Back in the 80's I spent most of my time as a DJ, was one of the founders of the largest local DJ company. I saw my share of Tech 1200 and Stanton's; the Tech 1200 was our choice, because it was a tank, reliable, easy to use, could adjust the speed to equalize beats (pitch), had a light, etc. It was not built for the consumer market, it was built for commercial use (radio stations, dj's, institutions, etc.). For the consumer market Technics had other models, back then a lot.


We bought the Tech 1200's not because of sound, motor speed stability, tracking ability, details, mids, bass control, or whatever other feature that as audiophiles we look for now. We used it because it did the job well. The same with the cartridge, we always used Shure and Audio Technica (AT), don't remember the models. But, they held well to the stress of scratching, turning backwards the records to find the beat, etc. Many of you remember Electro-Boogie (God forgive me as I have sin), Break Dancing (God forgive me again), and playing Heavy Metal records counterclockwise to hear secret diabolical messages (my favorite urban legend of the time).


Don't get me wrong the Tech 1200 is a good TT, but there is so much you can get out of it. These days my preference is a Rega P2 with glass plate, and my choice of cartridge (Grado Gold). I wanted the AT440MLa, but my dealer didn't carry AT. These days I look for detailed mids, natural sounding voices, electronics not getting in the way of sound, tight and controlled bass, and enjoy music.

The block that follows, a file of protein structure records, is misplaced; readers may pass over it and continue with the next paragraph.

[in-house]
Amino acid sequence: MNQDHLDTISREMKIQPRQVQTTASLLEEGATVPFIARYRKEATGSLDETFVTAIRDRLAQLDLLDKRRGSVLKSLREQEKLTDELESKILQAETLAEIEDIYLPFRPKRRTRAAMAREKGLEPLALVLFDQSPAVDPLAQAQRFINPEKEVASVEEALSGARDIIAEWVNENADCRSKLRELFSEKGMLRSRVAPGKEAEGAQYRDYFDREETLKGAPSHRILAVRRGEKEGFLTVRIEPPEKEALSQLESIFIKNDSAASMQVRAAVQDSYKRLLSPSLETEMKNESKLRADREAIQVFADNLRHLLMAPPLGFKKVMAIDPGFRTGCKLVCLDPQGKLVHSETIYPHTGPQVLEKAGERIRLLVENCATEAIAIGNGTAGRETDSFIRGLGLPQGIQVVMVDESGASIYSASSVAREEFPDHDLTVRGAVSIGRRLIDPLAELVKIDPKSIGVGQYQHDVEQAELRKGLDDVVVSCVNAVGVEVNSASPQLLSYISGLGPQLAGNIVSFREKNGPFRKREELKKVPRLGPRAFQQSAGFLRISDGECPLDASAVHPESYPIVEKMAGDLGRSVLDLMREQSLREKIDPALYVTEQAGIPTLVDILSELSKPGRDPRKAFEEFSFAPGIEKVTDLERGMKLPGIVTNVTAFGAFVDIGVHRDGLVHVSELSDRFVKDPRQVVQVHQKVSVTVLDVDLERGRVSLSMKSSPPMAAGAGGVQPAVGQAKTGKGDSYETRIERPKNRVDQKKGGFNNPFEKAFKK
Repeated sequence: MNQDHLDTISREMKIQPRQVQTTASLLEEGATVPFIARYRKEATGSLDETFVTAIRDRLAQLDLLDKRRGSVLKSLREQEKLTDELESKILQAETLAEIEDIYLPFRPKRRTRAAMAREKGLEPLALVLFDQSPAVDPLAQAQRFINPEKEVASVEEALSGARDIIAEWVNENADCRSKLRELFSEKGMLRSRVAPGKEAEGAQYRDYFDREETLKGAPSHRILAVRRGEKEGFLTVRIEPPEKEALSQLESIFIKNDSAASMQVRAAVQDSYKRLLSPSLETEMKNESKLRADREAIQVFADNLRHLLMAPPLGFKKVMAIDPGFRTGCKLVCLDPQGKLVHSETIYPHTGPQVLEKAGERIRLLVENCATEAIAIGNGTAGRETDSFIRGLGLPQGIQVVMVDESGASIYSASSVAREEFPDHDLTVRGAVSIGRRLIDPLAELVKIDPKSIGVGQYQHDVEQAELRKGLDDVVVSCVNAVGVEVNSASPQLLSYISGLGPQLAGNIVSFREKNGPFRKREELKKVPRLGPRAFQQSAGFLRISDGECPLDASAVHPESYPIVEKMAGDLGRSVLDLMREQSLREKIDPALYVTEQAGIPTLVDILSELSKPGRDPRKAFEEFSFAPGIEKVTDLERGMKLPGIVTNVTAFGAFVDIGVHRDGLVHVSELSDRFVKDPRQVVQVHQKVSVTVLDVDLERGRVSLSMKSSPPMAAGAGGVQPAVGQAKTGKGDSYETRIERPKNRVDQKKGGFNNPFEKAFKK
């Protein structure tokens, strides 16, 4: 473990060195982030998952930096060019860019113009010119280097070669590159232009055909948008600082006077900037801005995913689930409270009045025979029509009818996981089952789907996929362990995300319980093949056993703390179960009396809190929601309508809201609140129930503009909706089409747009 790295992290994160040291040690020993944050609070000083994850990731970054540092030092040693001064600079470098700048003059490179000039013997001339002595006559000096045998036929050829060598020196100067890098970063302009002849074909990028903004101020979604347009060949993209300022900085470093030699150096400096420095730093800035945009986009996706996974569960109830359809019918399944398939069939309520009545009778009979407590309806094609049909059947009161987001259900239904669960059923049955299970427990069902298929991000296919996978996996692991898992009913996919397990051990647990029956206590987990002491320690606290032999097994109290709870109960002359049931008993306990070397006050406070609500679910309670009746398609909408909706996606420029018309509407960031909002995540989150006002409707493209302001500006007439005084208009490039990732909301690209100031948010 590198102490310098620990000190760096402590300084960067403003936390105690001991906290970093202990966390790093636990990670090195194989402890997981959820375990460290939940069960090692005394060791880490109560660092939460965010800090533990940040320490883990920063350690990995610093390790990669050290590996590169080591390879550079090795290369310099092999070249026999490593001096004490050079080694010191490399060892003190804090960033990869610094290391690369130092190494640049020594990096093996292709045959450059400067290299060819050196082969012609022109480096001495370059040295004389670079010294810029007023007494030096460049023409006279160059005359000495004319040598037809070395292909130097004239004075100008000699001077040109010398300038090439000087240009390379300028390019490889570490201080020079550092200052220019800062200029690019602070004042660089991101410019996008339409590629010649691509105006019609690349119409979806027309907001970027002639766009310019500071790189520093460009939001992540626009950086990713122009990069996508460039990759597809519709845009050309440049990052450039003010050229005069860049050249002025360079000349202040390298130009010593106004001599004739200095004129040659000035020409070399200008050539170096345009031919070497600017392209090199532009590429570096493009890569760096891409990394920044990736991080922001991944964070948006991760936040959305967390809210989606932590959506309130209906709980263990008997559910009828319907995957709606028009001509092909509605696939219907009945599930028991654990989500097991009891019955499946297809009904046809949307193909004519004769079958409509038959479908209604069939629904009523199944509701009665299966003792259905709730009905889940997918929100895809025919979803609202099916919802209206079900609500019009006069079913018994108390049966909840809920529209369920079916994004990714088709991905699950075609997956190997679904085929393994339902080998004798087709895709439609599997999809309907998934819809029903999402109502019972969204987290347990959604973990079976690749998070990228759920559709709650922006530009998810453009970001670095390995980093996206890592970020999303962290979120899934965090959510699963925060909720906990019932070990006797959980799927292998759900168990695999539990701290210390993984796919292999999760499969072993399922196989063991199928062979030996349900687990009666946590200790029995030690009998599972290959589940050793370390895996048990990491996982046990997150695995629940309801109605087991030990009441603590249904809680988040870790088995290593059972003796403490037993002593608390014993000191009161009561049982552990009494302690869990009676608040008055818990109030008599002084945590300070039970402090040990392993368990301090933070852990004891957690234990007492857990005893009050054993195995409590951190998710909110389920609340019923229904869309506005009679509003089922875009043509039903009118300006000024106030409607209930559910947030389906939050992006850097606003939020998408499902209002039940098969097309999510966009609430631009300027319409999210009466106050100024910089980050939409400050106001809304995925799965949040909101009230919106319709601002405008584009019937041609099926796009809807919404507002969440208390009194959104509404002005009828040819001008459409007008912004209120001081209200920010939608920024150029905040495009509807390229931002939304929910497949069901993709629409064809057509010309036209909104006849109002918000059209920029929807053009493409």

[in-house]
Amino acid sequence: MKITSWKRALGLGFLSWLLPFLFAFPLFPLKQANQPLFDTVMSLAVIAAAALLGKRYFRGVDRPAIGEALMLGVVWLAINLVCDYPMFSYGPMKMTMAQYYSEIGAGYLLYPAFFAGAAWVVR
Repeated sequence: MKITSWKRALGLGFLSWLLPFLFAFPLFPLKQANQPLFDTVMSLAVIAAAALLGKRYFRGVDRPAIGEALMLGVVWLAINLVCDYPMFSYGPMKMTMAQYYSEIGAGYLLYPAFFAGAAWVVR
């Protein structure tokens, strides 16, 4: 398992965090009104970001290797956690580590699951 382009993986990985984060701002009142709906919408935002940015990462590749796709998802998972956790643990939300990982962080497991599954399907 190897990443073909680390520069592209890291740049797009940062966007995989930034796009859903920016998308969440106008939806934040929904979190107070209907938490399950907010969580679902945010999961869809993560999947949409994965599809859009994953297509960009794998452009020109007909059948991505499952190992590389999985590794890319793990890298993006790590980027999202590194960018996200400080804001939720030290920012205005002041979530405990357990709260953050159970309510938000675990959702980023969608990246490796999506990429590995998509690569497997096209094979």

If I want to dance and rock out loud, I would use a 1200. But to sit down, with a cigar and a glass of aged in wooden barrels rum, I go with my P2.


My recommendation, go with the Rega P1, PJ Debut III, or Music Hall MMF-2.2; none of them will dissapoint you. And if you want a killer entry-level package go for the Rega P1 or MH MMF-2.2, change the plater to glass or acrylic, add ProJect's Speed Box, and you are set. If budget/price is important you can get the PJ Debut III for $310.00 at many dealers.
 

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That aged in wooden barrels rum sounds good. Wouldn't have Joe Kennedy's name on it somewhere would it?
 

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Quote:
Originally Posted by Rammitinski /forum/post/15440182


Maybe Ted Kennedy's. Oh, wait - that would be "pickled", and not "aged".
Quote:
Originally Posted by Chu Gai /forum/post/15440073


That aged in wooden barrels rum sounds good. Wouldn't have Joe Kennedy's name on it somewhere would it?

Don Q Grand Añejo, 3-12 years (depending on barrel age) in French Oak Barrels. Now, back to TT's.
 

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Quote:
Originally Posted by CaptainFinny /forum/post/15416729



I saw a post about a Denon 3808 (better than my 2809) and how he hooked up a preamp and it went from sounding ok to amazing, do you agree?